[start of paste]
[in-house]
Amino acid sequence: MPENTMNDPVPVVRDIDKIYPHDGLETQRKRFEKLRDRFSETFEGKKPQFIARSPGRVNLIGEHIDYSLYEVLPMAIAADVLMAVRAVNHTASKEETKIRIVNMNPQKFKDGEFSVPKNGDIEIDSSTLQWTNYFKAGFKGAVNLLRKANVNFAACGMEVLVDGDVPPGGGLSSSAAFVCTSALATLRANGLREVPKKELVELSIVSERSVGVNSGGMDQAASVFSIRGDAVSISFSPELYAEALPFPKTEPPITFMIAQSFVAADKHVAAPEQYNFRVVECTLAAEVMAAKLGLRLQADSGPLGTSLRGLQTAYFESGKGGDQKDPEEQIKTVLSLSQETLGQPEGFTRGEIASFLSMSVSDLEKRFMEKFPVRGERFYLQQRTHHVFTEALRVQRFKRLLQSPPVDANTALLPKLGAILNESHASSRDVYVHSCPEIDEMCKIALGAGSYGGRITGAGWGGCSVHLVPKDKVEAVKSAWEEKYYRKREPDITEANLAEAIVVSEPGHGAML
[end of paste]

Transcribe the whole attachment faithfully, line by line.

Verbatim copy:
[in-house]
Amino acid sequence: MPENTMNDPVPVVRDIDKIYPHDGLETQRKRFEKLRDRFSETFEGKKPQFIARSPGRVNLIGEHIDYSLYEVLPMAIAADVLMAVRAVNHTASKEETKIRIVNMNPQKFKDGEFSVPKNGDIEIDSSTLQWTNYFKAGFKGAVNLLRKANVNFAACGMEVLVDGDVPPGGGLSSSAAFVCTSALATLRANGLREVPKKELVELSIVSERSVGVNSGGMDQAASVFSIRGDAVSISFSPELYAEALPFPKTEPPITFMIAQSFVAADKHVAAPEQYNFRVVECTLAAEVMAAKLGLRLQADSGPLGTSLRGLQTAYFESGKGGDQKDPEEQIKTVLSLSQETLGQPEGFTRGEIASFLSMSVSDLEKRFMEKFPVRGERFYLQQRTHHVFTEALRVQRFKRLLQSPPVDANTALLPKLGAILNESHASSRDVYVHSCPEIDEMCKIALGAGSYGGRITGAGWGGCSVHLVPKDKVEAVKSAWEEKYYRKREPDITEANLAEAIVVSEPGHGAML